Lindsey Graham Will Ask Donald Trump to Help GOP in 2022, 'We Can't Get There Without You'

Senator Lindsey Graham has said he will ask former president Donald Trump to lend his political weight to the Republicans' quest to take back the House and the Senate in 2022.

The South Carolina lawmaker said that after the impeachment process, he would meet Trump to try to persuade him that the former president holds the key to the GOP's future electoral chances.

"I'm going to try and convince him that we can't get there without you, but you can't keep the Trump movement going without the GOP united," he told reporters, according to Politico.

"If we come back in 2022, then, it's an affirmation of your policies. But if we lose again in 2022, the narrative is going to continue that not only you lost the White House, but the Republican Party is in a bad spot," he added.

Sen. Lindsey Graham (R-SC) at the Capitol
Sen. Lindsey Graham (R-SC) at the U.S. Capitol on February 10, in Washington, D.C. He told reporters the GOP needs former president Donald Trump to help the GOP's electoral chances in 2022. Drew Angerer/Getty Images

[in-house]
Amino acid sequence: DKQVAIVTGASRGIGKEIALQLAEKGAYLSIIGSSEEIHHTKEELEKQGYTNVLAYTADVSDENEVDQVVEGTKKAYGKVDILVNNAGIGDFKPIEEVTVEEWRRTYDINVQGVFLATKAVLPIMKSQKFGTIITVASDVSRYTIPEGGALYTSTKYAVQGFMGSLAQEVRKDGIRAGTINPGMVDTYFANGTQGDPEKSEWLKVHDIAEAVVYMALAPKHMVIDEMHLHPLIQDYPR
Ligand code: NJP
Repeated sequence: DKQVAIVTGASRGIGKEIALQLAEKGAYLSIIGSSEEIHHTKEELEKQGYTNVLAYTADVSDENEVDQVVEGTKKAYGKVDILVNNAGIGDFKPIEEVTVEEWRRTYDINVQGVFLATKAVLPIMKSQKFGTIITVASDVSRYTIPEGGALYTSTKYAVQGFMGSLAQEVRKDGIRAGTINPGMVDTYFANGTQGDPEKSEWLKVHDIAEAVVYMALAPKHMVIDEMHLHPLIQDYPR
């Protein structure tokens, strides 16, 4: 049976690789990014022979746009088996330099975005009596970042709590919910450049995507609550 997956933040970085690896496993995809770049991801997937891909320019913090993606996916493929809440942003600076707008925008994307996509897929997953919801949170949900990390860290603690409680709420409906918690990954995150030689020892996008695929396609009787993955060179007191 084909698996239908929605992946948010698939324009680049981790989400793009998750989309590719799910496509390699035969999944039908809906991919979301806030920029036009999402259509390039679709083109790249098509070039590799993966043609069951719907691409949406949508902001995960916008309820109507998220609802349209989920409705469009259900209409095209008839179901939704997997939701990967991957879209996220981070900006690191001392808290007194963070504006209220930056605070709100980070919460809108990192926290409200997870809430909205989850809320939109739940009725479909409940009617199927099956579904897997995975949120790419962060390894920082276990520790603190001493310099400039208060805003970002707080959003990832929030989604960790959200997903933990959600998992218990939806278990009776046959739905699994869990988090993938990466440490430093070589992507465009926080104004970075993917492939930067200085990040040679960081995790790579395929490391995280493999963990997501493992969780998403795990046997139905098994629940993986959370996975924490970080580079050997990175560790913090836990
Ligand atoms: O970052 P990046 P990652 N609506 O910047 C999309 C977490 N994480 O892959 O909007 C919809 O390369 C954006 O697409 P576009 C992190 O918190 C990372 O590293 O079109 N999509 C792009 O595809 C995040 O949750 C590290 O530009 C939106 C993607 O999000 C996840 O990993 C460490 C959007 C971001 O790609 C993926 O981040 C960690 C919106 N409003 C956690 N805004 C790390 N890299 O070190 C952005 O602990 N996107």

Graham gave his view of the pivotal role Trump would play as the upper house of Congress is expected to acquit Trump of inciting his supporters of storming the U.S. Capitol on January 6.

While the Senate vote is expected to fall short of the two-thirds majority required to convict Trump, the former president's second impeachment trial has created a rift within the GOP between party leaders and other members who dispute how much influence Trump should retain.

Trump has said he wants to remain a key player in GOP politics and has threatened to primary Republicans who have not backed him, signalling the hold he still has on the GOP base.

It has been reported that a group of Republicans from previous GOP administrations have discussed setting up a new right-of-centre anti-Trump party.

The Integrity Party and Center Right Party are names that have been considered, according to Reuters.

Meanwhile, there is speculation that Trump himself could set up an offshoot political party of his own, which polling has suggested would get the support of many Republicans, although Trump's team has said he has no links with a "Patriot party" which has been formed.

However, Sen. Graham suggested that Trump would be most effective for the GOP if its party rifts were healed.

"Trump's got to work with everybody," he said "you got to put your best team on the field.

"If it's about revenge and going after people you don't like, we're going to have a problem. If this is about putting your best team on the field, we've got a decent chance at coming back." Newsweek has contacted Trump's office for comment.